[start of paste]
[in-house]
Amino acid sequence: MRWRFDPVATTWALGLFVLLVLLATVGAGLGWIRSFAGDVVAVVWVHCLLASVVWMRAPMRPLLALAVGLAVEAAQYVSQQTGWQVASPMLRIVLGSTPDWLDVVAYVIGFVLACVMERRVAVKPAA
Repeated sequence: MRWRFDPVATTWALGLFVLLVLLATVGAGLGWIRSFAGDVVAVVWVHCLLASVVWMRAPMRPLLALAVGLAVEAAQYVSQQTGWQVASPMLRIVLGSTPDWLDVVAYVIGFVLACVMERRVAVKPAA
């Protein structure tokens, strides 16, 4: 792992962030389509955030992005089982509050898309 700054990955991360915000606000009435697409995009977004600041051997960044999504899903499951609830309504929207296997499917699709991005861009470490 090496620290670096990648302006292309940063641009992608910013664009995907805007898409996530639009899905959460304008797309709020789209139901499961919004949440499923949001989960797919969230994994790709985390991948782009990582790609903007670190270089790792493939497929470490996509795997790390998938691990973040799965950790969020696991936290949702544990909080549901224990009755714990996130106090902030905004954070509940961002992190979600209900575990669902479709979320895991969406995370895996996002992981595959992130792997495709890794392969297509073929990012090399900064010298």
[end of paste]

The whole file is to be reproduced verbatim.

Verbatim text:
[in-house]
Amino acid sequence: MRWRFDPVATTWALGLFVLLVLLATVGAGLGWIRSFAGDVVAVVWVHCLLASVVWMRAPMRPLLALAVGLAVEAAQYVSQQTGWQVASPMLRIVLGSTPDWLDVVAYVIGFVLACVMERRVAVKPAA
Repeated sequence: MRWRFDPVATTWALGLFVLLVLLATVGAGLGWIRSFAGDVVAVVWVHCLLASVVWMRAPMRPLLALAVGLAVEAAQYVSQQTGWQVASPMLRIVLGSTPDWLDVVAYVIGFVLACVMERRVAVKPAA
């Protein structure tokens, strides 16, 4: 792992962030389509955030992005089982509050898309 700054990955991360915000606000009435697409995009977004600041051997960044999504899903499951609830309504929207296997499917699709991005861009470490 090496620290670096990648302006292309940063641009992608910013664009995907805007898409996530639009899905959460304008797309709020789209139901499961919004949440499923949001989960797919969230994994790709985390991948782009990582790609903007670190270089790792493939497929470490996509795997790390998938691990973040799965950790969020696991936290949702544990909080549901224990009755714990996130106090902030905004954070509940961002992190979600209900575990669902479709979320895991969406995370895996996002992981595959992130792997495709890794392969297509073929990012090399900064010298």